- Like the American political system, the Australian system is divided into two levels (federal and local), For instance the FED cannot tell the local government how to make their local laws and regulate their government and the local can’t do that to the FED. - The Australian Government is different from the United States though in that it has a Parliament like the British. The government is made up of the Prime Minister and his cabinet and at any time the Parliament (which is just like the American Congress) can remove the Government or force it to call an in which neither level can change the power of the other nor make laws that the other has rights over. election.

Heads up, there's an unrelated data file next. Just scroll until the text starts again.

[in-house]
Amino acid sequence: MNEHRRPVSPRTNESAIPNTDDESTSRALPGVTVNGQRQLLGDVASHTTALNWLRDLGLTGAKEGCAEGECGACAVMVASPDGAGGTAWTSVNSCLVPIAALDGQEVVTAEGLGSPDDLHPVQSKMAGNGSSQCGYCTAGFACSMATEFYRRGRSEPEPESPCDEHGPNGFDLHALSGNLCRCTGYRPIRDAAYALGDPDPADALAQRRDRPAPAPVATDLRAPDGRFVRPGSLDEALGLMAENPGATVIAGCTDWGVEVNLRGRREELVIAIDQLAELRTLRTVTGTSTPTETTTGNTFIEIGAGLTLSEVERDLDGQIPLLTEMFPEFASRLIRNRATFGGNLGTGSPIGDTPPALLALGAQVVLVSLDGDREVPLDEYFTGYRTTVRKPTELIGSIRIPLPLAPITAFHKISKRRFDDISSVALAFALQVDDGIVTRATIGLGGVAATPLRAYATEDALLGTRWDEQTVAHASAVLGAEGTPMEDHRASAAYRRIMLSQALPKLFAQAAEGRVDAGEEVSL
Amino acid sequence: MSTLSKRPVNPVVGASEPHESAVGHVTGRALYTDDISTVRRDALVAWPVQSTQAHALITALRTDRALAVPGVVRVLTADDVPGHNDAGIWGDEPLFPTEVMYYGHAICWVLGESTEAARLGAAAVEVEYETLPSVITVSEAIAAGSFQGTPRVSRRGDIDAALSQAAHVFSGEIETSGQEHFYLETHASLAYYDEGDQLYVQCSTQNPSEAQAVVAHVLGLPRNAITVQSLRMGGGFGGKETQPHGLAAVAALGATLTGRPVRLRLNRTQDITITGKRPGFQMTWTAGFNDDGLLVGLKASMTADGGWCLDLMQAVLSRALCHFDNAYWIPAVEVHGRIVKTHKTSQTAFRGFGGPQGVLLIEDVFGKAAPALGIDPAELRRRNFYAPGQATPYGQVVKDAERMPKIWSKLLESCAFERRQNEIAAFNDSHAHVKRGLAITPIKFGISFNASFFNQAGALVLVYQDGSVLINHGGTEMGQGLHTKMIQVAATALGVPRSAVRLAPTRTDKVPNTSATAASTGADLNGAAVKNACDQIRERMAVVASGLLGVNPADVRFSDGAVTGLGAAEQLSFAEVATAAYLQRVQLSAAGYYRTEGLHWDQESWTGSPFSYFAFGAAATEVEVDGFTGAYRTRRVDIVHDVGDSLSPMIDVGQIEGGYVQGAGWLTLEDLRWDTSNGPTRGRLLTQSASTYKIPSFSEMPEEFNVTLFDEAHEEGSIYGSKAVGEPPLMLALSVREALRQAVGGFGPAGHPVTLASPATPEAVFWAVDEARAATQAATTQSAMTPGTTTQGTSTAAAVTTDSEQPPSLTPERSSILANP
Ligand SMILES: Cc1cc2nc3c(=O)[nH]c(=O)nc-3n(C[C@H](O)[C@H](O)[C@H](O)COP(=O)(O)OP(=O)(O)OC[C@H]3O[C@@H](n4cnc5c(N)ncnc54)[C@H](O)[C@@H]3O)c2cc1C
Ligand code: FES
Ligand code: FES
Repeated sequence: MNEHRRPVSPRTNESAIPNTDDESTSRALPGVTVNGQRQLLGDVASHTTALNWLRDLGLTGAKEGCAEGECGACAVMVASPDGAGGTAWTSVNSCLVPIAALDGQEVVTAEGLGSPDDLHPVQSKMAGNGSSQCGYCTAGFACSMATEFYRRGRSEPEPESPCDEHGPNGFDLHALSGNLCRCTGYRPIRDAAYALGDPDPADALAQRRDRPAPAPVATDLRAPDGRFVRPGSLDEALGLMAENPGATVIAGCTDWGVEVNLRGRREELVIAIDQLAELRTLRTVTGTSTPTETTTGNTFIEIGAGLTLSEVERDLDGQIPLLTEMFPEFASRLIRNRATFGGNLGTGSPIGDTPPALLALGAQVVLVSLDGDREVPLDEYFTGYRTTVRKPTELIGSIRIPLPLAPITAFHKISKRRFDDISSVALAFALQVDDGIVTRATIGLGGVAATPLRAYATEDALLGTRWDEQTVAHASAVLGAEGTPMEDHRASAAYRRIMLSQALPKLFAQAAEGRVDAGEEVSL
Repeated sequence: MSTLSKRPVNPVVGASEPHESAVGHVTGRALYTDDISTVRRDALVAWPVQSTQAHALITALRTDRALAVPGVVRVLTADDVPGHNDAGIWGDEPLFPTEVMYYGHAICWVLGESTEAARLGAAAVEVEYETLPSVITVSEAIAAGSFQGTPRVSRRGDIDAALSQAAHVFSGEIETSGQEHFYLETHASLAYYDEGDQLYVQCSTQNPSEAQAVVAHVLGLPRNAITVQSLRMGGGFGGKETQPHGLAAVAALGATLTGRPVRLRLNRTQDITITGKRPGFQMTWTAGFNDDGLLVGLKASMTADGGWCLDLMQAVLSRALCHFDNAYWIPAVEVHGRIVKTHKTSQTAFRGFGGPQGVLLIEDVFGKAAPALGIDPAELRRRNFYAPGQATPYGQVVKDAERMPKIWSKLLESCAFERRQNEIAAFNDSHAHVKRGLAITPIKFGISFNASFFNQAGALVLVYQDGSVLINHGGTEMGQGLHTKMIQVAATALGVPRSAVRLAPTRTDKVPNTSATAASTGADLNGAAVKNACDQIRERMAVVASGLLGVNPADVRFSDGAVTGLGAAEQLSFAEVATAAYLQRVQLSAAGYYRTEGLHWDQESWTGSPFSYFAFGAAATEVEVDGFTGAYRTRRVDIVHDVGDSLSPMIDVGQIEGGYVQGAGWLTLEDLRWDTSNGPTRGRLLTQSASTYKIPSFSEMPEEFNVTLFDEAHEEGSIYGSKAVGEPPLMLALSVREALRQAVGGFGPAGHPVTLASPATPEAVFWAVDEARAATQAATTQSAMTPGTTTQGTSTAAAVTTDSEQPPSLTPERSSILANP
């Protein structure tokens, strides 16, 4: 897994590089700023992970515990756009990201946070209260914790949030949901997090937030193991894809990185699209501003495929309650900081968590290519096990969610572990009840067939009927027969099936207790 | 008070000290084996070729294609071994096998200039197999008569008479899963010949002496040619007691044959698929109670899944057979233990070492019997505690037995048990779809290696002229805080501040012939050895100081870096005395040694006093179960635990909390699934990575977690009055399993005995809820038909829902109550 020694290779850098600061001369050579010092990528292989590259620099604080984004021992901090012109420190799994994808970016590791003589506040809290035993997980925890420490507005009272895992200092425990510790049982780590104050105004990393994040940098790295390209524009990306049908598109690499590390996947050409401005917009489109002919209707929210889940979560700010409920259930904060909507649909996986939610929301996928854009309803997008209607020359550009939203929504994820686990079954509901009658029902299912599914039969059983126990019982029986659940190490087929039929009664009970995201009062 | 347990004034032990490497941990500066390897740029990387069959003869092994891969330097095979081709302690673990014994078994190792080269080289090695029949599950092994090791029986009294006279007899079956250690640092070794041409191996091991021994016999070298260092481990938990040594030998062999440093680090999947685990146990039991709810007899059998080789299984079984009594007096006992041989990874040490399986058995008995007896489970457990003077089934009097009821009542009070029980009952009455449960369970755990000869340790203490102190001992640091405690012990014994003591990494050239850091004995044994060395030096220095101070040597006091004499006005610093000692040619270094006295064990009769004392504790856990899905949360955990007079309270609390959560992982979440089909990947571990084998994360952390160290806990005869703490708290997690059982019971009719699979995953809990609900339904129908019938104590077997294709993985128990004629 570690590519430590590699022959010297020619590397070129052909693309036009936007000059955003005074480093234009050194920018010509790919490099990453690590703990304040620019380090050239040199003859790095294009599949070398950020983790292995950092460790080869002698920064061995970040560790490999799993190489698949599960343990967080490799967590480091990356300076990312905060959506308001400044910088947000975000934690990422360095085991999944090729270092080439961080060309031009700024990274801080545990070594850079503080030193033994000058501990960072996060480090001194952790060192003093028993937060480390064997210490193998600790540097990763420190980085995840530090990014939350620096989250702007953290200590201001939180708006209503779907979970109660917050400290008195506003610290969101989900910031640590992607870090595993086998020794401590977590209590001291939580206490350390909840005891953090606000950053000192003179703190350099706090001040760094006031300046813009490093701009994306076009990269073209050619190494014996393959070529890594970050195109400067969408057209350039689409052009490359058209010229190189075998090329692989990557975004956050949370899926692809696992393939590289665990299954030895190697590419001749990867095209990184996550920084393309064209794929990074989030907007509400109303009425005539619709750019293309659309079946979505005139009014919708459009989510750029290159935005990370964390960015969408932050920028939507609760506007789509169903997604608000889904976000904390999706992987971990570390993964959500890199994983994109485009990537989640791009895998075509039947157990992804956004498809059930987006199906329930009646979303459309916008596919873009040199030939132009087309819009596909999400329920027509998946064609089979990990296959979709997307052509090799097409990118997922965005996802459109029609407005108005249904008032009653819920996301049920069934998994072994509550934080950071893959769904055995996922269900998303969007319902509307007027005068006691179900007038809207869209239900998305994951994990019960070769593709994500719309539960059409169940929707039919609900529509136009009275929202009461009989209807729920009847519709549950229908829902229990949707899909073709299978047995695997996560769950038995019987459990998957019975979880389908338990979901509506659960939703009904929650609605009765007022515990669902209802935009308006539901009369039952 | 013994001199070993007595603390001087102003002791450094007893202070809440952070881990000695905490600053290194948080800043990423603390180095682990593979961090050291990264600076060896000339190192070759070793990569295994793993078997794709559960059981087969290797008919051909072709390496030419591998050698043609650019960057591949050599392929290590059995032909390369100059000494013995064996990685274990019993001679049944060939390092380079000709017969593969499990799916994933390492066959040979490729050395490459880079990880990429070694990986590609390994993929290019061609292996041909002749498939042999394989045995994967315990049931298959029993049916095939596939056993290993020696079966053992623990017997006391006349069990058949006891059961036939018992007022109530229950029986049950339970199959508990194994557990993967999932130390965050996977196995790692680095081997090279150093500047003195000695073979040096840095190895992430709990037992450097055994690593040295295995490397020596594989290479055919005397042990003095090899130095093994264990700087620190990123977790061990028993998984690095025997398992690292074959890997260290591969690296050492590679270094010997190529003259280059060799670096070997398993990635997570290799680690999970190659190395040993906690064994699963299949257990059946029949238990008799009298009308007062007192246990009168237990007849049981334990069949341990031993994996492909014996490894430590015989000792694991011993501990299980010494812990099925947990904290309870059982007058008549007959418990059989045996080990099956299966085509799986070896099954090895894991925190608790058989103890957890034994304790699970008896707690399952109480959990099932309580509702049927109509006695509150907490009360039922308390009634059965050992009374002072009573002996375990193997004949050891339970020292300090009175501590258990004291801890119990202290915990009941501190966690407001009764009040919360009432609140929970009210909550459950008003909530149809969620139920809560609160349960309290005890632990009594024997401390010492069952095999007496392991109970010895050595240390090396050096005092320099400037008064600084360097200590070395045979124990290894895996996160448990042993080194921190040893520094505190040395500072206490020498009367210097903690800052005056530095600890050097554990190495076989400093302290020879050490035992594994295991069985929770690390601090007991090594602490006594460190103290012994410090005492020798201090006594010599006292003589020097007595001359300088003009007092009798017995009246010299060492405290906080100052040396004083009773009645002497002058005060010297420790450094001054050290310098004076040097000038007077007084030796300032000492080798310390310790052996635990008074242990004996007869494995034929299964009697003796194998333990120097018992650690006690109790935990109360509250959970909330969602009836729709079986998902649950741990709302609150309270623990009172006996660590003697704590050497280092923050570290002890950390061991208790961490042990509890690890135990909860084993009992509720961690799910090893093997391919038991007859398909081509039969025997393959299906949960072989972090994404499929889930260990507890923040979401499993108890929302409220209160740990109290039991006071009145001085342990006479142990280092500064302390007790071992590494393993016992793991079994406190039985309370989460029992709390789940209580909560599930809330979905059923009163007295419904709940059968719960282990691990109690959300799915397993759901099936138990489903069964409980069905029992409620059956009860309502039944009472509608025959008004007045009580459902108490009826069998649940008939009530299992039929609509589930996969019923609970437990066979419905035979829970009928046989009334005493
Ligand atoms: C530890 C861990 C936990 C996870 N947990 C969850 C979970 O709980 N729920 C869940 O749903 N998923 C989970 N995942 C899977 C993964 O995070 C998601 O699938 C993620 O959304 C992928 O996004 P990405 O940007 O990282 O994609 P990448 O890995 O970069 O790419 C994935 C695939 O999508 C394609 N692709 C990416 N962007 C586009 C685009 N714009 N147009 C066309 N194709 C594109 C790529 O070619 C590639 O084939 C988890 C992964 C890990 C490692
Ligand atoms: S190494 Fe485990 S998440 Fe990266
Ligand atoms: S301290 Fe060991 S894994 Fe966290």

- Also the Australian Constitution does not say that a politician’s term has to be fixed like an American politician’s does. For instance the President will without a doubt serve a full four years baring impeachment or assignation, but in Australia Governor-General or Prime Minister can be kicked out at anytime - The U.S. Constitution clearly describes the separation of powers. The members of the executive branch cannot sit in Congress and so forth, but in the Australian Government has what they call an independent judiciary system where the government and parliament are not separated. The ministers can be members of parliament and the Prime Minister can dissolve parliament if he so chooses. - Like the U.S. the Australian Constitution is written down and is entrenched and very hard to change. Their constitution does most everything the American one does including separation of powers, division and powers of the different branches of government, has a form of supremacy clause which says commonwealth law is supreme over state law, and the last chapter deals with amending or changing the constitution. - Where the U.S. has a President who is head of the executive branch, the Australians have a Queen and her representative the Governor-General, who in many ways is like a president in that he is the...
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